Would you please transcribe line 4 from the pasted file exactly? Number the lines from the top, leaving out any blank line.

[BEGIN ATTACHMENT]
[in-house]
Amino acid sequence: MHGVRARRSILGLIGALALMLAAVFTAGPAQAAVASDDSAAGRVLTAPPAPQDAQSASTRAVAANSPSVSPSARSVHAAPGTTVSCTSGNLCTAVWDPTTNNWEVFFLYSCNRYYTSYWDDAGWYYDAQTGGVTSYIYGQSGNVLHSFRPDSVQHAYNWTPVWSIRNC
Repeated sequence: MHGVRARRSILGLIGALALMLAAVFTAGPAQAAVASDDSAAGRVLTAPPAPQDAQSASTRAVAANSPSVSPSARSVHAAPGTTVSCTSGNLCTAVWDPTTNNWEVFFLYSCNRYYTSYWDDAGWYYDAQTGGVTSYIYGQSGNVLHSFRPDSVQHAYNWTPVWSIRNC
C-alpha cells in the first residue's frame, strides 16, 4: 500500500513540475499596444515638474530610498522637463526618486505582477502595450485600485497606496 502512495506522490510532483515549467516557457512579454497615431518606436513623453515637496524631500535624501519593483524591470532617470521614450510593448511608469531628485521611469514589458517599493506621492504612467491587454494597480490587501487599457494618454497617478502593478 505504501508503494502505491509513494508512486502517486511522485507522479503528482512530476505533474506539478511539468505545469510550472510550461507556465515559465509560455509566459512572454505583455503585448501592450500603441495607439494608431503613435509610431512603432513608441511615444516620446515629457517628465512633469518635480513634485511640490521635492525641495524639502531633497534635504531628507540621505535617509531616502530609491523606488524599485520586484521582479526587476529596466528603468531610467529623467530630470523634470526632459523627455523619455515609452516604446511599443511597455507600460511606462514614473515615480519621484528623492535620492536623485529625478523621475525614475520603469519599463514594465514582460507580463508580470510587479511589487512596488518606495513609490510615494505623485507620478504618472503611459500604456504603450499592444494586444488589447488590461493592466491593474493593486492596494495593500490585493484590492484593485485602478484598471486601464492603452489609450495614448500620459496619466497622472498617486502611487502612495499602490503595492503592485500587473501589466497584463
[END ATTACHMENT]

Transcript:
C-alpha cells in the first residue's frame, strides 16, 4: 500500500513540475499596444515638474530610498522637463526618486505582477502595450485600485497606496 502512495506522490510532483515549467516557457512579454497615431518606436513623453515637496524631500535624501519593483524591470532617470521614450510593448511608469531628485521611469514589458517599493506621492504612467491587454494597480490587501487599457494618454497617478502593478 505504501508503494502505491509513494508512486502517486511522485507522479503528482512530476505533474506539478511539468505545469510550472510550461507556465515559465509560455509566459512572454505583455503585448501592450500603441495607439494608431503613435509610431512603432513608441511615444516620446515629457517628465512633469518635480513634485511640490521635492525641495524639502531633497534635504531628507540621505535617509531616502530609491523606488524599485520586484521582479526587476529596466528603468531610467529623467530630470523634470526632459523627455523619455515609452516604446511599443511597455507600460511606462514614473515615480519621484528623492535620492536623485529625478523621475525614475520603469519599463514594465514582460507580463508580470510587479511589487512596488518606495513609490510615494505623485507620478504618472503611459500604456504603450499592444494586444488589447488590461493592466491593474493593486492596494495593500490585493484590492484593485485602478484598471486601464492603452489609450495614448500620459496619466497622472498617486502611487502612495499602490503595492503592485500587473501589466497584463